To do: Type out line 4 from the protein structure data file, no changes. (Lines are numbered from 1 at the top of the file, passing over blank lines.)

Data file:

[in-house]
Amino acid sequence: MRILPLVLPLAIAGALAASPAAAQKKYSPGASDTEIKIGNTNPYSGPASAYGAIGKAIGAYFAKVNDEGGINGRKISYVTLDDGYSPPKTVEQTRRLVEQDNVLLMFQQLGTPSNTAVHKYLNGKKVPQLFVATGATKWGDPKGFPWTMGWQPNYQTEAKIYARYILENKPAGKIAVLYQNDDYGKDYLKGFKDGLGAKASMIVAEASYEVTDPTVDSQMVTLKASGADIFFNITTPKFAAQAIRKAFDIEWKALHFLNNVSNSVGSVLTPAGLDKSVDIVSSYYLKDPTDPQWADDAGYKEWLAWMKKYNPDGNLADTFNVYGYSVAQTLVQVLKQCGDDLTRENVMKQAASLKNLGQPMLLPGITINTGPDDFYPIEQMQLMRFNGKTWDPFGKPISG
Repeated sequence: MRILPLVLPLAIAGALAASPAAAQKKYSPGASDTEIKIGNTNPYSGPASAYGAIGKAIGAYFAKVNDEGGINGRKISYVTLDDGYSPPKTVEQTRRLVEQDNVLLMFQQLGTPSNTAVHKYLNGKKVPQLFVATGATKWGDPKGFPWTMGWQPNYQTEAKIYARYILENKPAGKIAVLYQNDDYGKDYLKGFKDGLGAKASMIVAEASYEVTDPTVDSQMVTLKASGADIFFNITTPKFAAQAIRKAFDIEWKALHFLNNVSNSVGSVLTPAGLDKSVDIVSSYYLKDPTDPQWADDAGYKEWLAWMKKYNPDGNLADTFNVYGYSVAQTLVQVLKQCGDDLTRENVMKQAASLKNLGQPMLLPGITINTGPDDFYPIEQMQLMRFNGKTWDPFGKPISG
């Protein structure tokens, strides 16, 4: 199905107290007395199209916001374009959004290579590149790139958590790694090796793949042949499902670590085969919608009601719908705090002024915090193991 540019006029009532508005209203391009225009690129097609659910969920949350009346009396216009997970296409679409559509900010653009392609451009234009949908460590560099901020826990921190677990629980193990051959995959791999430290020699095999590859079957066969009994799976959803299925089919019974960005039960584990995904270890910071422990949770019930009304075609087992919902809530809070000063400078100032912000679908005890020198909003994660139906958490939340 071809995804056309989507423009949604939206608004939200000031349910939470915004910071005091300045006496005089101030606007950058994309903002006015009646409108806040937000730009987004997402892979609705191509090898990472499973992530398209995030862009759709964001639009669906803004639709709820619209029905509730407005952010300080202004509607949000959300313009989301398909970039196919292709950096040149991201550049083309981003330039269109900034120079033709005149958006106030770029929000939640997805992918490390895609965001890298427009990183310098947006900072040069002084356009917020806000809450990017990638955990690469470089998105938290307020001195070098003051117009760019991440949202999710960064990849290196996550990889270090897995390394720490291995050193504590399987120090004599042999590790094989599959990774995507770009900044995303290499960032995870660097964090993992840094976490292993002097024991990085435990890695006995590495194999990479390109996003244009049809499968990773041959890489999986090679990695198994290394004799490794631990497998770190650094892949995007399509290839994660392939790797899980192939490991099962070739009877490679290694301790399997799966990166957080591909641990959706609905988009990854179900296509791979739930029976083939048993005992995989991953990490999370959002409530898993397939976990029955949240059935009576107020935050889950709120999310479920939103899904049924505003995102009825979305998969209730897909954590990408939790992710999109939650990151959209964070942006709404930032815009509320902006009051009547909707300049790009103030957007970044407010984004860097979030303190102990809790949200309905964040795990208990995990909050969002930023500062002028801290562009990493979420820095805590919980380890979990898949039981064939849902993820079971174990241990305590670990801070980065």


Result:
């Protein structure tokens, strides 16, 4: 199905107290007395199209916001374009959004290579590149790139958590790694090796793949042949499902670590085969919608009601719908705090002024915090193991 540019006029009532508005209203391009225009690129097609659910969920949350009346009396216009997970296409679409559509900010653009392609451009234009949908460590560099901020826990921190677990629980193990051959995959791999430290020699095999590859079957066969009994799976959803299925089919019974960005039960584990995904270890910071422990949770019930009304075609087992919902809530809070000063400078100032912000679908005890020198909003994660139906958490939340 071809995804056309989507423009949604939206608004939200000031349910939470915004910071005091300045006496005089101030606007950058994309903002006015009646409108806040937000730009987004997402892979609705191509090898990472499973992530398209995030862009759709964001639009669906803004639709709820619209029905509730407005952010300080202004509607949000959300313009989301398909970039196919292709950096040149991201550049083309981003330039269109900034120079033709005149958006106030770029929000939640997805992918490390895609965001890298427009990183310098947006900072040069002084356009917020806000809450990017990638955990690469470089998105938290307020001195070098003051117009760019991440949202999710960064990849290196996550990889270090897995390394720490291995050193504590399987120090004599042999590790094989599959990774995507770009900044995303290499960032995870660097964090993992840094976490292993002097024991990085435990890695006995590495194999990479390109996003244009049809499968990773041959890489999986090679990695198994290394004799490794631990497998770190650094892949995007399509290839994660392939790797899980192939490991099962070739009877490679290694301790399997799966990166957080591909641990959706609905988009990854179900296509791979739930029976083939048993005992995989991953990490999370959002409530898993397939976990029955949240059935009576107020935050889950709120999310479920939103899904049924505003995102009825979305998969209730897909954590990408939790992710999109939650990151959209964070942006709404930032815009509320902006009051009547909707300049790009103030957007970044407010984004860097979030303190102990809790949200309905964040795990208990995990909050969002930023500062002028801290562009990493979420820095805590919980380890979990898949039981064939849902993820079971174990241990305590670990801070980065």